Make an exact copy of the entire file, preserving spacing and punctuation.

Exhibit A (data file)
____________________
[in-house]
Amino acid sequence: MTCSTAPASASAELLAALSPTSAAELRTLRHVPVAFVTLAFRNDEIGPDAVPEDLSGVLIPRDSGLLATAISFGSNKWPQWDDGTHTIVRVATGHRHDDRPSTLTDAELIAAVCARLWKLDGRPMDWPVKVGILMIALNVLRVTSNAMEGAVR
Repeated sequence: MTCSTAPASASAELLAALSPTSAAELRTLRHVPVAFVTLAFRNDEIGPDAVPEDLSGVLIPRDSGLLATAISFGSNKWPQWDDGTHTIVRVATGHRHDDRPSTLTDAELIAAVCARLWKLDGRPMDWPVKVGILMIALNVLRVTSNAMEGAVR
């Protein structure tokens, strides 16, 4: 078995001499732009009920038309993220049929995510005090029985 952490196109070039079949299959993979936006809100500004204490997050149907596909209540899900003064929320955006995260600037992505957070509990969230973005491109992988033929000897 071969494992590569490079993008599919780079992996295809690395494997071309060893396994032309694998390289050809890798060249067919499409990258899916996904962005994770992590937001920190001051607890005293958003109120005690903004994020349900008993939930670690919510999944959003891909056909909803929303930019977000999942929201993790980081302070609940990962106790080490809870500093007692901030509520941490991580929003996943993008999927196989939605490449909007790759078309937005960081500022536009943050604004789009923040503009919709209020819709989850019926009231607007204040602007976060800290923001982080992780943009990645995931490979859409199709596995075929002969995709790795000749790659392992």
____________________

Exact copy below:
[in-house]
Amino acid sequence: MTCSTAPASASAELLAALSPTSAAELRTLRHVPVAFVTLAFRNDEIGPDAVPEDLSGVLIPRDSGLLATAISFGSNKWPQWDDGTHTIVRVATGHRHDDRPSTLTDAELIAAVCARLWKLDGRPMDWPVKVGILMIALNVLRVTSNAMEGAVR
Repeated sequence: MTCSTAPASASAELLAALSPTSAAELRTLRHVPVAFVTLAFRNDEIGPDAVPEDLSGVLIPRDSGLLATAISFGSNKWPQWDDGTHTIVRVATGHRHDDRPSTLTDAELIAAVCARLWKLDGRPMDWPVKVGILMIALNVLRVTSNAMEGAVR
């Protein structure tokens, strides 16, 4: 078995001499732009009920038309993220049929995510005090029985 952490196109070039079949299959993979936006809100500004204490997050149907596909209540899900003064929320955006995260600037992505957070509990969230973005491109992988033929000897 071969494992590569490079993008599919780079992996295809690395494997071309060893396994032309694998390289050809890798060249067919499409990258899916996904962005994770992590937001920190001051607890005293958003109120005690903004994020349900008993939930670690919510999944959003891909056909909803929303930019977000999942929201993790980081302070609940990962106790080490809870500093007692901030509520941490991580929003996943993008999927196989939605490449909007790759078309937005960081500022536009943050604004789009923040503009919709209020819709989850019926009231607007204040602007976060800290923001982080992780943009990645995931490979859409199709596995075929002969995709790795000749790659392992």